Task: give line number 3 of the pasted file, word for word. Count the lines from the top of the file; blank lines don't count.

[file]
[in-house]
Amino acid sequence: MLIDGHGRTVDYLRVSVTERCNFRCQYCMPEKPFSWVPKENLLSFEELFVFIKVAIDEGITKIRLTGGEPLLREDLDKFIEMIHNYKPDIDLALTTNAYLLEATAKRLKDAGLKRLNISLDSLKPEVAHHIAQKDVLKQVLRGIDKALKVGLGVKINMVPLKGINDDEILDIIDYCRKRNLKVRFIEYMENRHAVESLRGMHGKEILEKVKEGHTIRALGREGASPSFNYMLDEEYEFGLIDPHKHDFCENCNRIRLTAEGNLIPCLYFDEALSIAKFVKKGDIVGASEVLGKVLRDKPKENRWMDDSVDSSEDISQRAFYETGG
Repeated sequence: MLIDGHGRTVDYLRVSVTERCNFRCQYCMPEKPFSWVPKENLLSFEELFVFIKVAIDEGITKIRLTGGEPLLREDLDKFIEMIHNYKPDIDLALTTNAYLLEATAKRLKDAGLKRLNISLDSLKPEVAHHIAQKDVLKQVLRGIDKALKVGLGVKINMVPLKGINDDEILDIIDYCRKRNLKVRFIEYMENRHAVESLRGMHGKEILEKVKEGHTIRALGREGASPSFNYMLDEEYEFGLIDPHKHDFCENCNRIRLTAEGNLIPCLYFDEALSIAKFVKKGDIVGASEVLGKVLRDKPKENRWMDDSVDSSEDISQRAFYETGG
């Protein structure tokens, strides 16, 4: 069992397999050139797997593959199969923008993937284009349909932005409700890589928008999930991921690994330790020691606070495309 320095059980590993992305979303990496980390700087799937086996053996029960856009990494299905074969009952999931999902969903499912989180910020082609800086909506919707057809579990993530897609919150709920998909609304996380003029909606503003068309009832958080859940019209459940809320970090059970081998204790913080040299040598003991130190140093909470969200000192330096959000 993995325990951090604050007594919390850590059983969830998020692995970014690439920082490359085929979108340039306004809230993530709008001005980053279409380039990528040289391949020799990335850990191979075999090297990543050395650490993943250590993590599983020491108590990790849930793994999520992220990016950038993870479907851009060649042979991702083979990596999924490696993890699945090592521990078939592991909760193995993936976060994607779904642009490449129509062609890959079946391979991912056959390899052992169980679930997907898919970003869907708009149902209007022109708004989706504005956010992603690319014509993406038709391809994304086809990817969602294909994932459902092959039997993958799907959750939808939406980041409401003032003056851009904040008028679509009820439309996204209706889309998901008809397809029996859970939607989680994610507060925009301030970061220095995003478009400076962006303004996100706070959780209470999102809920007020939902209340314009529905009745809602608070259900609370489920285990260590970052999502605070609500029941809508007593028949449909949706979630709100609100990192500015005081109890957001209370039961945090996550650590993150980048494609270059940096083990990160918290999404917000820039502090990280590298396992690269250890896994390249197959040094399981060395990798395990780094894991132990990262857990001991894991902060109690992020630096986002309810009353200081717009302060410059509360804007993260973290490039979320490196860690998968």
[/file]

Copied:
Repeated sequence: MLIDGHGRTVDYLRVSVTERCNFRCQYCMPEKPFSWVPKENLLSFEELFVFIKVAIDEGITKIRLTGGEPLLREDLDKFIEMIHNYKPDIDLALTTNAYLLEATAKRLKDAGLKRLNISLDSLKPEVAHHIAQKDVLKQVLRGIDKALKVGLGVKINMVPLKGINDDEILDIIDYCRKRNLKVRFIEYMENRHAVESLRGMHGKEILEKVKEGHTIRALGREGASPSFNYMLDEEYEFGLIDPHKHDFCENCNRIRLTAEGNLIPCLYFDEALSIAKFVKKGDIVGASEVLGKVLRDKPKENRWMDDSVDSSEDISQRAFYETGG